Carlos Slim Helú inherited a significant amount of money from his father, then Slim made his own investments that greatly increased his wealth. During Mexico's 1982 economic crash, Slim invested in the collapsing businesses, picking up managing shares in many companies and later making a profit as the economy rebounded. According to a 2014 Forbes biography, Slim has a net worth of just more than $72 billion.
In 1980, Slim had already established himself as a businessman and had a portfolio with more than a dozen companies. During the economic crash, Slim was able to purchase large shares in several more companies, including the Mexican division of The Hershey Corporation, General Tire and British American Tobacco.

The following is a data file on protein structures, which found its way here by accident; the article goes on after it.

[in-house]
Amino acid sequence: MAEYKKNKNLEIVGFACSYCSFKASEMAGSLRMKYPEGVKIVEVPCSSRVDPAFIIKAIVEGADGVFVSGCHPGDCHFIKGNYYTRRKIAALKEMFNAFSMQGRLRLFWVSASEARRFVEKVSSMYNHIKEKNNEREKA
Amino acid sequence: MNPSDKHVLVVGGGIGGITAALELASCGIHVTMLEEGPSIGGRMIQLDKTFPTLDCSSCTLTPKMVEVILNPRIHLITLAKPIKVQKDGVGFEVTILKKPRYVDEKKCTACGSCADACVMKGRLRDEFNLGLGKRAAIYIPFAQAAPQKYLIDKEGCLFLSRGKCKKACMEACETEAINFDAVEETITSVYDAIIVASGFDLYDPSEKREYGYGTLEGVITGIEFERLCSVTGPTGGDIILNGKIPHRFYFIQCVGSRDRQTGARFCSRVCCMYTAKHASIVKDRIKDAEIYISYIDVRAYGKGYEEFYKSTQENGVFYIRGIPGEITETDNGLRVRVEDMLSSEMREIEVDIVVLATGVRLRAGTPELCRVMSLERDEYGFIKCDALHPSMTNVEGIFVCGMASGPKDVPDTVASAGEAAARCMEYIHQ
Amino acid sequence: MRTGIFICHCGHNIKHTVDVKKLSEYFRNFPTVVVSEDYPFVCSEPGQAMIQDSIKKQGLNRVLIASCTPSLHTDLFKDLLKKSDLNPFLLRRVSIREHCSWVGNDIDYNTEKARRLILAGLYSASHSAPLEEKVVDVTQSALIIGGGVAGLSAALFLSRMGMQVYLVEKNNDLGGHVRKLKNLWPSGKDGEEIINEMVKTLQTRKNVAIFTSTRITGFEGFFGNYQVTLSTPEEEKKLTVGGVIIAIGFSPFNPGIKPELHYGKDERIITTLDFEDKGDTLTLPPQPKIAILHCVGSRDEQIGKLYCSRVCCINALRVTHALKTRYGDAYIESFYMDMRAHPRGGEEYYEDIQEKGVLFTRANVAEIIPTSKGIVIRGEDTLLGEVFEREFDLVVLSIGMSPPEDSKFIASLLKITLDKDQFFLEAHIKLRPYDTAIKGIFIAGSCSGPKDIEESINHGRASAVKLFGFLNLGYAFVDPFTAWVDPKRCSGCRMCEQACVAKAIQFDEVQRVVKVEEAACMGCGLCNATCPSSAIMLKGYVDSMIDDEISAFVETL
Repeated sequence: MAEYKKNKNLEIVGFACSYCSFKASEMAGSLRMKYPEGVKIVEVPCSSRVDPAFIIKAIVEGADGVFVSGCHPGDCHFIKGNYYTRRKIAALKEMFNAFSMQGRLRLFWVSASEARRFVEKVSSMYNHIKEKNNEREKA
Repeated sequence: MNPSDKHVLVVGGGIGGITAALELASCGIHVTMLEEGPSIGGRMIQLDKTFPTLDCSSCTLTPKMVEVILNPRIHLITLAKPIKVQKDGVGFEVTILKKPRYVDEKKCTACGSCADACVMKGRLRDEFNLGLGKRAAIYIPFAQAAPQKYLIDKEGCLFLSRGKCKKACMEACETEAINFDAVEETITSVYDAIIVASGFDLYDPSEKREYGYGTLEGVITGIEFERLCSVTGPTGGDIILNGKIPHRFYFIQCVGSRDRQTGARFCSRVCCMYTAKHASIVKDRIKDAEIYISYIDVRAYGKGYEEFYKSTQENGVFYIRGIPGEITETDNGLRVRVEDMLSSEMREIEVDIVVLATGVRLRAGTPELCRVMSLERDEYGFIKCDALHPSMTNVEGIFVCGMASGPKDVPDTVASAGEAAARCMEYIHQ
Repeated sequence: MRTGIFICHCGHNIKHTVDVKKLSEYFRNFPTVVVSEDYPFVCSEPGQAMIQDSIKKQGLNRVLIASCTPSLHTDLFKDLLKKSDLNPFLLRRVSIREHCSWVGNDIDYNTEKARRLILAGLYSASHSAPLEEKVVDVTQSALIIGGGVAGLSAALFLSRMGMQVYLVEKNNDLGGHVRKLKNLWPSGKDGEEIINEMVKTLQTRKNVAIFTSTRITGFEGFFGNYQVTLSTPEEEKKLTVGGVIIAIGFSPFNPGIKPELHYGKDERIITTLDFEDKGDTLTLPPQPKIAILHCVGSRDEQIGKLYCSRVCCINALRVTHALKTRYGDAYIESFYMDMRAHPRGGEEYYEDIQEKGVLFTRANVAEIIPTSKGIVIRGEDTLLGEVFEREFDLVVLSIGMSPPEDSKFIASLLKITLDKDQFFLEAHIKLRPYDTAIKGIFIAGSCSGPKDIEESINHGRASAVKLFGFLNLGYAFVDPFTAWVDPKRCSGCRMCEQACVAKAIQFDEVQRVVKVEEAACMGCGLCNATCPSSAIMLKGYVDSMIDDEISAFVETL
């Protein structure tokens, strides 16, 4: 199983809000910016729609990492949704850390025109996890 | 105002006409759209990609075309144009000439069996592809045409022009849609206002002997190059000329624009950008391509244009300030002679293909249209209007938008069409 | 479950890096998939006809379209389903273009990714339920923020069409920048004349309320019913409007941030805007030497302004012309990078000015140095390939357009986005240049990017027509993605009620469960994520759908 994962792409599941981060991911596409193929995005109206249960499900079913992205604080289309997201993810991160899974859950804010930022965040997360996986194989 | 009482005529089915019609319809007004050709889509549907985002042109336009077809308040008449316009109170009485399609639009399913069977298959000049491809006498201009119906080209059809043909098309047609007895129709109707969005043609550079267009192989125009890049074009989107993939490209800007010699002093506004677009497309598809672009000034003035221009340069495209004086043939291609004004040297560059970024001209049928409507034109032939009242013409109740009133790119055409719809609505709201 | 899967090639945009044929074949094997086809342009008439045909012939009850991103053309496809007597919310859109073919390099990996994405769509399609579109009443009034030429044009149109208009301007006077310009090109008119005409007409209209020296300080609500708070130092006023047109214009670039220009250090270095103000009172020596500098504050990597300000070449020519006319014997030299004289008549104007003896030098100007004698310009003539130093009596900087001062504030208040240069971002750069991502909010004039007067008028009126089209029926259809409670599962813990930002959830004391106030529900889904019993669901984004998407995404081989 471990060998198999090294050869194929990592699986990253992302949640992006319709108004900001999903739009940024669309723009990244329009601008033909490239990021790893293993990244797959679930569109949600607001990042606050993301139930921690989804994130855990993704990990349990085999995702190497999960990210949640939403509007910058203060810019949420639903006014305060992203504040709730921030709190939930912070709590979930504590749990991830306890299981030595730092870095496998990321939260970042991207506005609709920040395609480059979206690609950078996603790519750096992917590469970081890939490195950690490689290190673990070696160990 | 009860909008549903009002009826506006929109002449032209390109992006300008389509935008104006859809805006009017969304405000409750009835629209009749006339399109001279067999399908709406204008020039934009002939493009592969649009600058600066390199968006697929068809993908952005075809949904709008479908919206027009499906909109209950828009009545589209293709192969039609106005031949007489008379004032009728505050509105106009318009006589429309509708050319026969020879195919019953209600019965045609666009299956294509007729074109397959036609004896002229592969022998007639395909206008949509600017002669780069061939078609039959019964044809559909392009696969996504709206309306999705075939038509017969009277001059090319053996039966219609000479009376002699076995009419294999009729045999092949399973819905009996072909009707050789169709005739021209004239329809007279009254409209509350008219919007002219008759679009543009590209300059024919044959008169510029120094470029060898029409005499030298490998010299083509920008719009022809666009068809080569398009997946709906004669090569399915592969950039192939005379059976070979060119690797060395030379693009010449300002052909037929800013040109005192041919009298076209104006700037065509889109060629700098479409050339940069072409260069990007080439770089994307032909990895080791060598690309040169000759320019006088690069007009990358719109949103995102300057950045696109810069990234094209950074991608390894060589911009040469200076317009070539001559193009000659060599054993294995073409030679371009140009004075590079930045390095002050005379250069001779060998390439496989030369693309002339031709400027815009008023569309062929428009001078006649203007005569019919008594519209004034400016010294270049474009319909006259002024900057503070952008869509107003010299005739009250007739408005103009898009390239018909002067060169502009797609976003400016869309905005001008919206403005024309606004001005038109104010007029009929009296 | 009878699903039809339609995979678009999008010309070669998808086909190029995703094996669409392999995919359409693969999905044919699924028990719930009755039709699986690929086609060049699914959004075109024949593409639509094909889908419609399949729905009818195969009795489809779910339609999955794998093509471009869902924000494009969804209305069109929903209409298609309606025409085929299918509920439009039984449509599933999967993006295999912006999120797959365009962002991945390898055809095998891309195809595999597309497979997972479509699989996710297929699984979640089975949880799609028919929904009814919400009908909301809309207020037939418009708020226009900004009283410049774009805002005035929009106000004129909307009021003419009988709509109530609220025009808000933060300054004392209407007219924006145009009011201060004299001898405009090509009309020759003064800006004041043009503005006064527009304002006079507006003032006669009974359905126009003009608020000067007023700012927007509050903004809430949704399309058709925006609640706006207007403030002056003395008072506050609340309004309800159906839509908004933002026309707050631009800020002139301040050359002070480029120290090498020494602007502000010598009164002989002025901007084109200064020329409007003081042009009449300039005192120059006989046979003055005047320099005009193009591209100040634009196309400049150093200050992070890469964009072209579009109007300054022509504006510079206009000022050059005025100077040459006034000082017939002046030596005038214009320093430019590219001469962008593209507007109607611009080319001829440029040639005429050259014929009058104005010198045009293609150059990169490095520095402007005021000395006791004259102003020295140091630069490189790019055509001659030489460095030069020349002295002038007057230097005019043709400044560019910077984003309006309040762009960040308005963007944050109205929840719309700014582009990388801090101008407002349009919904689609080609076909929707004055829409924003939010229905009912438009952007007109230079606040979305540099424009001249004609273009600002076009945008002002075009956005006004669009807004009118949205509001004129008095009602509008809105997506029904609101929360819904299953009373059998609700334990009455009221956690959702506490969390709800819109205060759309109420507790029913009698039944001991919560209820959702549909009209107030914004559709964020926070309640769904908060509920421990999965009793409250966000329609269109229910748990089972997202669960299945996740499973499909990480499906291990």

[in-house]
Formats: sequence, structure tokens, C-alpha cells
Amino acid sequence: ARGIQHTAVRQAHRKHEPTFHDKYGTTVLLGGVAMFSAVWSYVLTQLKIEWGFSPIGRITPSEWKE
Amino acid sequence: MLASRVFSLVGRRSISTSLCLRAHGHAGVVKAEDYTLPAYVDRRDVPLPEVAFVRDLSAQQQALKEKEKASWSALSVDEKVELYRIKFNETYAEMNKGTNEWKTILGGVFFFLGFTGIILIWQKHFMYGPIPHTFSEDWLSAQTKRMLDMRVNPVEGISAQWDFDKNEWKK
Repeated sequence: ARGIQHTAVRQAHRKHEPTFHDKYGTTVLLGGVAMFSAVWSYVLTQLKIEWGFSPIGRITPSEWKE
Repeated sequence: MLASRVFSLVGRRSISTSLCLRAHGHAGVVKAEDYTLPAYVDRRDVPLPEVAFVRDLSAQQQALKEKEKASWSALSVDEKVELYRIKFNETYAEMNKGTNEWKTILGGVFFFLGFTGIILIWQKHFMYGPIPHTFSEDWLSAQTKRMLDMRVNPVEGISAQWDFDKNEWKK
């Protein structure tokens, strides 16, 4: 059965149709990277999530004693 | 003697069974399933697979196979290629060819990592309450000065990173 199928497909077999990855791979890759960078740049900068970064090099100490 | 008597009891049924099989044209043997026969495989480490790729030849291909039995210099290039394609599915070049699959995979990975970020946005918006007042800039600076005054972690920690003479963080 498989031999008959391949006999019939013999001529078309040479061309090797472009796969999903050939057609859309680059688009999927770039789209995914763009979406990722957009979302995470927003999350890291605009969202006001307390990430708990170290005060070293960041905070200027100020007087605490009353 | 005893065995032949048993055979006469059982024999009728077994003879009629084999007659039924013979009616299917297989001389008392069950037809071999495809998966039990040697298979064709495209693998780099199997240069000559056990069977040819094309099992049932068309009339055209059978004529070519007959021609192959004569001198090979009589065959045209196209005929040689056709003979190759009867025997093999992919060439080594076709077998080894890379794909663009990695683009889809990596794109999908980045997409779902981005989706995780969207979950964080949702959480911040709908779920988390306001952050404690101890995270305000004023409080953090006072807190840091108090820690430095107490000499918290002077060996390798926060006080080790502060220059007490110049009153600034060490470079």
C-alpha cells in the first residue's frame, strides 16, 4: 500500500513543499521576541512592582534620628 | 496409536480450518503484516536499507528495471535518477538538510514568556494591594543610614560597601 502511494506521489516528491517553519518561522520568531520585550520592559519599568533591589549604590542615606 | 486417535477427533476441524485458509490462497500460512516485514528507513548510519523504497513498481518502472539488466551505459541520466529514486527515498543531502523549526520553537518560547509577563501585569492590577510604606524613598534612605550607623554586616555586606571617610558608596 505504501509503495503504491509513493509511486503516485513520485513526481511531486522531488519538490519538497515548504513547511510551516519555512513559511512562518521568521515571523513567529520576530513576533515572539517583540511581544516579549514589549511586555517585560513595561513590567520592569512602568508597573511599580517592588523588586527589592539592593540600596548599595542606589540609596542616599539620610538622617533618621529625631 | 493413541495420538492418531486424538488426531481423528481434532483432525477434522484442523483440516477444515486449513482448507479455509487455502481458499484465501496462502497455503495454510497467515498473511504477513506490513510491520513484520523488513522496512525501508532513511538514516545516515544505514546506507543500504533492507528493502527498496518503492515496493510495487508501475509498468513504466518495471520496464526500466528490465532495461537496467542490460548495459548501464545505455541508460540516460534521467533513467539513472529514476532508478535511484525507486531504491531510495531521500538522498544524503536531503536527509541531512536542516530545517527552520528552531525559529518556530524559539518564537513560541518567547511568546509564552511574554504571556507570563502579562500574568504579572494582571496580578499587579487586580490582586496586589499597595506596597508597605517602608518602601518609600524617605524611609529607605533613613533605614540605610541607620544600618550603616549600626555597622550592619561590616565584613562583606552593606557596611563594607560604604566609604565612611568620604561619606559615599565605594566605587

Slim's biggest business move was buying Telmex, the preeminent Mexican phone company of the '80s and '90s. He developed Telcel, a mobile phone company, to work in tandem with Telmex. These phone companies control 90 percent of Mexican landlines and 80 percent of cellphone coverage in the country. Slim's virtual monopoly over Mexico's telecom industry allowed him to develop communications-related business interests internationally. Though Slim once managed Telmex and Telcel with France Telecom and Southwestern Bell, many of the companies' daily operations are now managed by Slim's sons.